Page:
Skip to main content

Land of the rising... LNG imports: Part One

LNG Industry,

Japan, the world’s largest LNG importing country, is forecast to have a strong demand for LNG during the period 2015 to 2020, thereby driving growth opportunities for various enterprises engaged in engineering, metals, equipment, construction, services and trading.

As the country becomes more dependent on LNG, the domestic LNG industry is poised to grow and also seek out global expansion opportunities.

Japan fostered the growth of the LNG industry in Asia by being the anchor market for exports from Brunei, Indonesia and Malaysia in the 1970s. It has relied on a diverse portfolio of nations for LNG while heavily banking on Southeast Asia to meet its requirements. Of late, Australia, Qatar and Russia are supplying up to 50% of Japan’s imports, overtaking the Southeast Asian suppliers. Apart from these, Papua New Guinea and the US will be the other important sources for Japan’s LNG supplies in the coming years.

High dependence on LNG

Japan has to import most of its natural gas in the form of LNG. Electric utilities Tokyo Electric, Chubu Electric, Kansai Electric, and city gas distribution companies, Tokyo Gas, Osaka Gas and Toho Gas, are among the country’s largest LNG importers.

Japan has gas networks developed specifically for a service area. The city gas suppliers deliver gas to customers through service area dedicated pipelines. With a view to avoiding duplication of facilities, a monopolistic market situation has been created in the city gas supply areas. These markets are regulated to take care of the interests of small volume consumers. The market is deregulated for consumers whose annual contracted volumes exceed 100 000 m3.

Electric utilities account for 65% of the LNG imported into the country.

Japan imported 87.5 million t of LNG in 2013 to meet power generation and city gas needs. With nuclear power facilities shut down, the power generation segment has been heavily dependent on natural gas and coal for the past three years. Around 65% of the total demand for LNG is from the power generation sector when nuclear facilities are offline. The share of LNG in the power generation fuel mix jumped from 29% in 2010 to 41% in 2011 to compensate for the loss of nuclear power. The city gas supplies cater to industrial, commercial and residential segments.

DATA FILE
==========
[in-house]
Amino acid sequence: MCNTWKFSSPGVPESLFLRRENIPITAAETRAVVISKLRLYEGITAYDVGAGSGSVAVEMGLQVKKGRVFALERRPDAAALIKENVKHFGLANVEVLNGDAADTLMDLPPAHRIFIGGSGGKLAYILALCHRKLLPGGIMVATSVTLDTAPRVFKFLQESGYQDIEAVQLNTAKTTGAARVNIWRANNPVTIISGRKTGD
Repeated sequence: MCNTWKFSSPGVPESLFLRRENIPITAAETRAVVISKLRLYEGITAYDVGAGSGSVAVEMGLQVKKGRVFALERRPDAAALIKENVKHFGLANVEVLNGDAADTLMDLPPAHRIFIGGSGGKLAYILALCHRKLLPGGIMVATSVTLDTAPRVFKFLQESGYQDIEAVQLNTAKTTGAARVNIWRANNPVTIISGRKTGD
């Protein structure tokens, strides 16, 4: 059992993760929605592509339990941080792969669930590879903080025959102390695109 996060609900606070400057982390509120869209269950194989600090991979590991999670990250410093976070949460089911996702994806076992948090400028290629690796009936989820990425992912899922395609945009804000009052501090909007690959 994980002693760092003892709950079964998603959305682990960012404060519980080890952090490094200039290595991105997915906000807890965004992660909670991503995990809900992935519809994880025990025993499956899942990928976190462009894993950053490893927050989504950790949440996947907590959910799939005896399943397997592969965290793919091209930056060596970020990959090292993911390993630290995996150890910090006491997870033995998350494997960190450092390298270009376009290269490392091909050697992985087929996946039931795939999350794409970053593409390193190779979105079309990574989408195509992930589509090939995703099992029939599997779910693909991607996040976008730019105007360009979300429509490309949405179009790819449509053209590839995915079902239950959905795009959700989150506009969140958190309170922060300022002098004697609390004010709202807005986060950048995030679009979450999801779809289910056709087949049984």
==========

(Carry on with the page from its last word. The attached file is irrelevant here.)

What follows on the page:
Gas demand from the power generation segment will decrease as nuclear power is expected to make a very slow comeback in the power generation fuel mix from Q4 2014. However, plans to increase the installed gas power generation capacity to approximately 80 GW by 2020 from the current level of 65 GW is expected to drive up the gas demand.

Figure 1. Japanese gas demand by end user segments, 2013 (Frost & Sullivan estimates).

Base case scenario for LNG imports

Frost & Sullivan’s base case scenario forecasts project that Japan will need to import 88.1 million t of LNG by 2020. The demand for LNG is expected to show a slight decline up to 2016 before taking an upward trend up to 2020.

The base case scenario projects an increasing demand trend considering the following assumptions:

  • Slow growth in electricity demand.
  • Gradual re-entry of nuclear power into the grid from 2014.
  • Progressive decommissioning of nuclear power plants older than 40 years.
  • Gas power generation installed capacity addition.
  • Increase in city gas demand.
  • City gas demand sees increased demand from industrial and commercial segments but a decline from the residential segment.

Increasing LNG imports have taken the fuel’s prices to new highs, creating trade deficits for the world’s third largest economy. The country’s strategy focus is towards making LNG imports secure and at the same time cheaper.

The electric utilities and city gas distribution companies import LNG into Japan, sourcing it from long-term contracts and spot purchases. Up until 2010, spot purchases were less than 5% of the total LNG procured. In the last three years, spot purchases have increased to over 20% of the total procurement.

Figure 2. LNG imports: Frost & Sullivan’s base case scenario (Frost & Sullivan forecast. Historical data compiled by Frost & Sullivan from various industry sources).

Written by Subbu Bettadapura, Frost & Sullivan.

Edited by Ted Monroe

Part Two of this article will be available shortly, and you can find the full version of the article in the September issue of LNG Industry.

Read the article online at:

You might also like

LNG Fuel 2020

LNG Fuel 2020

LNG Fuel 2020 is an online conference for professionals in the 'LNG as a marine fuel' sector. Since this is a completely virtual conference, you can join us from anywhere in the world, absolutely free. Register for free today »


Embed article link: (copy the HTML code below):